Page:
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Rushdie In Velvet Pants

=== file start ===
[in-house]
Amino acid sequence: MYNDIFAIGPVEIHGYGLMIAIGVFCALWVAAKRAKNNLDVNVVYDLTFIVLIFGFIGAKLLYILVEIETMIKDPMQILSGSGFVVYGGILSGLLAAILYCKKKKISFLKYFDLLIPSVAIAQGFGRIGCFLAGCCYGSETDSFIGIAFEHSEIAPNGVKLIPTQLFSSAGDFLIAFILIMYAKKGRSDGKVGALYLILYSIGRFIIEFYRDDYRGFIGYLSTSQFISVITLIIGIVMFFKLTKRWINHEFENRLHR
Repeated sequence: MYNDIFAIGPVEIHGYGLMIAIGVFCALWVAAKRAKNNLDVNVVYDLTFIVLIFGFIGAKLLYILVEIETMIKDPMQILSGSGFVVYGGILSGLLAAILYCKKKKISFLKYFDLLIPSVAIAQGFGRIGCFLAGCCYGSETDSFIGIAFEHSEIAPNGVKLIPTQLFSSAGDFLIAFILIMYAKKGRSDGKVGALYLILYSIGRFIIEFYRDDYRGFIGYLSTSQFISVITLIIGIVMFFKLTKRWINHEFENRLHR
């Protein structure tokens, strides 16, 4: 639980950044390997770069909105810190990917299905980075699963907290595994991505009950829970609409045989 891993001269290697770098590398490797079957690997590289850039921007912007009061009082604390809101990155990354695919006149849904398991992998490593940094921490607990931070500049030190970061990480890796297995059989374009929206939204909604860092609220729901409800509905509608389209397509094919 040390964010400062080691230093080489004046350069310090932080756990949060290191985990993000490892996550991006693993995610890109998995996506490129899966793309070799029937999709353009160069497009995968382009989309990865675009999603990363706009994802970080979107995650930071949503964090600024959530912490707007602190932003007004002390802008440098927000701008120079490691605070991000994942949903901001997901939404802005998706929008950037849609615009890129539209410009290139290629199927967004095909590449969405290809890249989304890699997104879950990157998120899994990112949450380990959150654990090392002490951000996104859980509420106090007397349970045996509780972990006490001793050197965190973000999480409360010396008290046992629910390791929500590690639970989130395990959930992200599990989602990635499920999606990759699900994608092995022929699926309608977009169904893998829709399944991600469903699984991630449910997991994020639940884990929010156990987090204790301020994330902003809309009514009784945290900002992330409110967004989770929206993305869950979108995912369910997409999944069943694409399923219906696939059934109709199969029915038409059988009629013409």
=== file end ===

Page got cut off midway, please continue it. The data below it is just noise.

RETURNING to Bombay is always accompanied by an overwhelming rush of nostalgia. In our younger days we congregated at the first floor flat in Soona Mahal near Churchgate, where lived Uzra Butt and her husband Hamid. Most evenings, their friends, all starting professional life impecuniously in an expensive city, brought along their own dinners in tiffin carriers and had pot-luck and a wonderful adda. We were joined by Zohra and Kameshwar Sehgal, Krishen and Renu Khanna, sometimes M.F. Husain. And quite often by Anis and Nagin Rushdie (Nagin was Hamid's sister) and their young son Salman. I reminded Salman Rushdie when he visited Delhi that I called him Lord Fauntleroy because his mother dressed him in velvet pants and frilly shirts. "I must have been obnoxious," he said. "Well that's what the girls felt," I replied. And then, of course, there was 41 Pali Hill, Bandra, the abode of the Anands, Dev's friend Guru Dutt, sitting in and out, and Vijay 'Goldie' Anand, a little boy with real golden curls. Ara was living in the servant's quarter of an American diplomat. And Adi Marzban was producing rip-roaring bedroom comedies for the Parsis, while Hamid Sayani and Sunil Dutt anchored filmi pop for Radio Ceylon. It led to such a stampede from the All India Radio that Dr Keskar had to lift his ban on film music. And so Vividh Bharati was born.